If a man doing hard labour were to attempt to live upon milk alone he would require fully ten pints a day to obtain the carbon necessary. Either of these quantities of food greatly overtaxes the digestive system. In fact, it would be wholly impossible for most people to eat meals of this character. The food would be too heavy; it would take too long a time to consume it, and it would be too monotonous. It becomes absolutely essential, therefore, for man to so regulate the composition of his diet as to properly balance its necessary chemical elements. This balance is best secured by a diet in which nitrogen bears the relation to carbon of I to 3.5 or 4. In bread the proportion of carbon to nitrogen is 3.0 to 1, and in meat it is reversed, and stands 1 to 3.5. Munk and Ufflemann state that the ratio between animal and plant albumin in the diet should be 3 to 7.

It is also more economical for the workingman to have fats and sugar in his diet and not to live exclusively on meat. The contractor soon learns that ill-fed men do poor and insufficient work. The force must be developed out of the latent energy of matter whether bricks are to be carried to the top of a building by a man or a hoisting machine. The carbon of coal is oxidised to develop force for lifting through the engine. The carbon in all the forms of fats, starches, and sugars is utilised in the body of man to enable him to do the same work. The labourer does right therefore when he eats bacon with his cabbage and treacle with his oatmeal. There is one fallacy in the above comparison that must not be overlooked, which is that the more fuel the machine consumes, the more work it does; this applies to man only within narrow limits, and too large a quantity of food promptly brings him into trouble with his digestive organs. (See Overeating).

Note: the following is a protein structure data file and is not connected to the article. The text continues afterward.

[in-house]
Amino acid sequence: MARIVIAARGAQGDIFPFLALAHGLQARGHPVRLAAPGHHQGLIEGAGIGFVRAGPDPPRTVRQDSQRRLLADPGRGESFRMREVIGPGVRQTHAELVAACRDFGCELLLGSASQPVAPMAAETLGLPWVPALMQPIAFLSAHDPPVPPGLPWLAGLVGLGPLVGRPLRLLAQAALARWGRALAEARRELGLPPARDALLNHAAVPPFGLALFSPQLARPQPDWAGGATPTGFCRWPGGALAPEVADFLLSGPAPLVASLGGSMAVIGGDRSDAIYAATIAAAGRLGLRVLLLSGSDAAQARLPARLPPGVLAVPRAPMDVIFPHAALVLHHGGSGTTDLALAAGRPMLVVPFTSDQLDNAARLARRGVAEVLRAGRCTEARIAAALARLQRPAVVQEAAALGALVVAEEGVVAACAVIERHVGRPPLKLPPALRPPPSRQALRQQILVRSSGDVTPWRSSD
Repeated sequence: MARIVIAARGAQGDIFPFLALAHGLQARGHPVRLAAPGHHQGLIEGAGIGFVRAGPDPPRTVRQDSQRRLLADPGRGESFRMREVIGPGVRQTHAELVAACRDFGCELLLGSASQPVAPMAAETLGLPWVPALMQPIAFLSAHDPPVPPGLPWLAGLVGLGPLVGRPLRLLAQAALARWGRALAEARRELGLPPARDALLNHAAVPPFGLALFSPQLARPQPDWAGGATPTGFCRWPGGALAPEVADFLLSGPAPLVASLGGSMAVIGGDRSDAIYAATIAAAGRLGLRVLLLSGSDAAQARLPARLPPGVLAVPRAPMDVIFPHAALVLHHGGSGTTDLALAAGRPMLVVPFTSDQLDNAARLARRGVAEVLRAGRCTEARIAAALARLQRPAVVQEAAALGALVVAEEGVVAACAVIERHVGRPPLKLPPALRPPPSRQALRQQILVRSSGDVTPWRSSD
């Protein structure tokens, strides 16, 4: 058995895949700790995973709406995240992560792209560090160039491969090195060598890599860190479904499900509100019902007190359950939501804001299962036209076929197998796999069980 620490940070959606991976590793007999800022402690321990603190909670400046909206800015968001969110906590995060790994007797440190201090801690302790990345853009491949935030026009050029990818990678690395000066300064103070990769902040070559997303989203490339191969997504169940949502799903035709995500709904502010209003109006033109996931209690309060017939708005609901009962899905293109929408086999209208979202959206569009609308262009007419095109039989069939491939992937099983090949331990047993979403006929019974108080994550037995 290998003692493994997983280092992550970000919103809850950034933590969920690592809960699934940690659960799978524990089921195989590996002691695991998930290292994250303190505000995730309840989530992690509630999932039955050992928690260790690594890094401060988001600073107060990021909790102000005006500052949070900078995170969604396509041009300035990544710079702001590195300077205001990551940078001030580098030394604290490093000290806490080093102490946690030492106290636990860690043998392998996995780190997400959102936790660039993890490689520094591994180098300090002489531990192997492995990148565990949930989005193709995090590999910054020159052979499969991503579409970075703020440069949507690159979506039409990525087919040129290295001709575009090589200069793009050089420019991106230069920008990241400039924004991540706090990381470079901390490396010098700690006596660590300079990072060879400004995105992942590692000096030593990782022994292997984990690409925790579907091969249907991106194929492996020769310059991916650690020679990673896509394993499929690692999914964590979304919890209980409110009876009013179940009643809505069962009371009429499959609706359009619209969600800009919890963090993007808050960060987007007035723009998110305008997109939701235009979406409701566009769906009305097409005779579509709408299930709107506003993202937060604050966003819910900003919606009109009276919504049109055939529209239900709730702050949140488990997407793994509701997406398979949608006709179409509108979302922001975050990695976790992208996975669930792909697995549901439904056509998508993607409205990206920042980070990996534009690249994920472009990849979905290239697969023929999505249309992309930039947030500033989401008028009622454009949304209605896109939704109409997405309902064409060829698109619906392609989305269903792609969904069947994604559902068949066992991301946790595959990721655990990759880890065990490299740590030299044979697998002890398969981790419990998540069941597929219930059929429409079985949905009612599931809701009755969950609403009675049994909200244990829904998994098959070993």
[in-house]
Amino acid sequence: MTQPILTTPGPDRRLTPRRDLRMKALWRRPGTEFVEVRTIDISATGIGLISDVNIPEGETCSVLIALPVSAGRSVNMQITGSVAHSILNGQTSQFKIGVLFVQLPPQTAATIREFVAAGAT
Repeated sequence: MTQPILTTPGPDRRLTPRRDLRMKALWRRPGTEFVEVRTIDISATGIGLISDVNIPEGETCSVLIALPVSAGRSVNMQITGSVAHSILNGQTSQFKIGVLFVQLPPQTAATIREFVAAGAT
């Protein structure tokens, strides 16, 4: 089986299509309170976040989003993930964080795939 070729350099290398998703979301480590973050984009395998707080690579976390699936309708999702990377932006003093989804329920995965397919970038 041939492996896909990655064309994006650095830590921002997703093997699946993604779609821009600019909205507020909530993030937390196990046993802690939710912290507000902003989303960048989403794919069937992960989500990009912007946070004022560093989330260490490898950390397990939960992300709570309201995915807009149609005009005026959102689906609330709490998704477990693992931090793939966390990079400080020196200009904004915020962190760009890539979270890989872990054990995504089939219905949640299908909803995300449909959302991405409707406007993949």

The amount of nutrient material required per diem by a healthy adult male doing moderate manual labour is summed up as follows:

Voit.

Atwater.

Protein

118 grammes.

125 grammes.

Fat...................................

56

125

Carbohydrates

500 "

450 "

This proportion is represented by Billings as follows:

Lean meat.............................................. 20 ounces.

Bread.................................................. 22 "

Potatoes................................................ 10 "

Three or four cups of coffee.